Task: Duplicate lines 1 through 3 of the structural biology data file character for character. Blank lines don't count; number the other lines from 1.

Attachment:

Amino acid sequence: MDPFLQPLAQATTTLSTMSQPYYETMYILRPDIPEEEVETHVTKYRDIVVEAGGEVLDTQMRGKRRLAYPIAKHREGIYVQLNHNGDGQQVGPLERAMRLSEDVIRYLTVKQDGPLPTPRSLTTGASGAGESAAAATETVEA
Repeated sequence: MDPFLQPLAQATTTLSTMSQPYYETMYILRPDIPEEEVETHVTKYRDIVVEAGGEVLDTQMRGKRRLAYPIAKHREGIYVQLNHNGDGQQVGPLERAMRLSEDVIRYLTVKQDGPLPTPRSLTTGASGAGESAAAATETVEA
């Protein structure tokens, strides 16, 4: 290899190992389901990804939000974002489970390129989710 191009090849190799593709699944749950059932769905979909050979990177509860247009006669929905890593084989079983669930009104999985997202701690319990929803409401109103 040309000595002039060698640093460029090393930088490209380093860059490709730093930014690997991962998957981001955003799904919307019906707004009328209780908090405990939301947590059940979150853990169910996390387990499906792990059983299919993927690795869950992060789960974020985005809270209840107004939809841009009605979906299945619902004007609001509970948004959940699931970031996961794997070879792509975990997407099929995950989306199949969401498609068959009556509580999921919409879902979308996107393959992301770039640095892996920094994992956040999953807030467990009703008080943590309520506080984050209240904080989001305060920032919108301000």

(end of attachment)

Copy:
Amino acid sequence: MDPFLQPLAQATTTLSTMSQPYYETMYILRPDIPEEEVETHVTKYRDIVVEAGGEVLDTQMRGKRRLAYPIAKHREGIYVQLNHNGDGQQVGPLERAMRLSEDVIRYLTVKQDGPLPTPRSLTTGASGAGESAAAATETVEA
Repeated sequence: MDPFLQPLAQATTTLSTMSQPYYETMYILRPDIPEEEVETHVTKYRDIVVEAGGEVLDTQMRGKRRLAYPIAKHREGIYVQLNHNGDGQQVGPLERAMRLSEDVIRYLTVKQDGPLPTPRSLTTGASGAGESAAAATETVEA
């Protein structure tokens, strides 16, 4: 290899190992389901990804939000974002489970390129989710 191009090849190799593709699944749950059932769905979909050979990177509860247009006669929905890593084989079983669930009104999985997202701690319990929803409401109103 040309000595002039060698640093460029090393930088490209380093860059490709730093930014690997991962998957981001955003799904919307019906707004009328209780908090405990939301947590059940979150853990169910996390387990499906792990059983299919993927690795869950992060789960974020985005809270209840107004939809841009009605979906299945619902004007609001509970948004959940699931970031996961794997070879792509975990997407099929995950989306199949969401498609068959009556509580999921919409879902979308996107393959992301770039640095892996920094994992956040999953807030467990009703008080943590309520506080984050209240904080989001305060920032919108301000």